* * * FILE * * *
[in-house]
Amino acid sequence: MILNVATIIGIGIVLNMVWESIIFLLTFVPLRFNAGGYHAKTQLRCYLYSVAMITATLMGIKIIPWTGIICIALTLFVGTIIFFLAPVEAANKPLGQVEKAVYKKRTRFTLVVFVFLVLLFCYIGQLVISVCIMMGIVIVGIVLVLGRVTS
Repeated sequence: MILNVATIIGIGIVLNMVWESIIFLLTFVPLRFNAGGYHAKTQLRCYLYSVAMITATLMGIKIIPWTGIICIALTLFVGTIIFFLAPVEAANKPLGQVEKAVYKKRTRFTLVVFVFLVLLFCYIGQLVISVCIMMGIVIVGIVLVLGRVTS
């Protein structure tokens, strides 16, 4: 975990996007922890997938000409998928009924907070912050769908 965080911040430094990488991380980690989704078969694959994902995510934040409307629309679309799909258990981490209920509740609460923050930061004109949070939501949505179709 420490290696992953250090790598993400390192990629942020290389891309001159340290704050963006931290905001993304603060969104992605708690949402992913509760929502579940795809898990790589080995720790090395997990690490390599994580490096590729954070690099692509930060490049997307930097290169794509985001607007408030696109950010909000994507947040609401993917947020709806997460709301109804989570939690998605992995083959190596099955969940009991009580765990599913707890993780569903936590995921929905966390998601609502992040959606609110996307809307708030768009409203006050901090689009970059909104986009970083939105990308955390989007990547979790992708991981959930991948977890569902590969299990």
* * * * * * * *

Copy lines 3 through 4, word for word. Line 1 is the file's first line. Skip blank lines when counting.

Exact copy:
Repeated sequence: MILNVATIIGIGIVLNMVWESIIFLLTFVPLRFNAGGYHAKTQLRCYLYSVAMITATLMGIKIIPWTGIICIALTLFVGTIIFFLAPVEAANKPLGQVEKAVYKKRTRFTLVVFVFLVLLFCYIGQLVISVCIMMGIVIVGIVLVLGRVTS
């Protein structure tokens, strides 16, 4: 975990996007922890997938000409998928009924907070912050769908 965080911040430094990488991380980690989704078969694959994902995510934040409307629309679309799909258990981490209920509740609460923050930061004109949070939501949505179709 420490290696992953250090790598993400390192990629942020290389891309001159340290704050963006931290905001993304603060969104992605708690949402992913509760929502579940795809898990790589080995720790090395997990690490390599994580490096590729954070690099692509930060490049997307930097290169794509985001607007408030696109950010909000994507947040609401993917947020709806997460709301109804989570939690998605992995083959190596099955969940009991009580765990599913707890993780569903936590995921929905966390998601609502992040959606609110996307809307708030768009409203006050901090689009970059909104986009970083939105990308955390989007990547979790992708991981959930991948977890569902590969299990």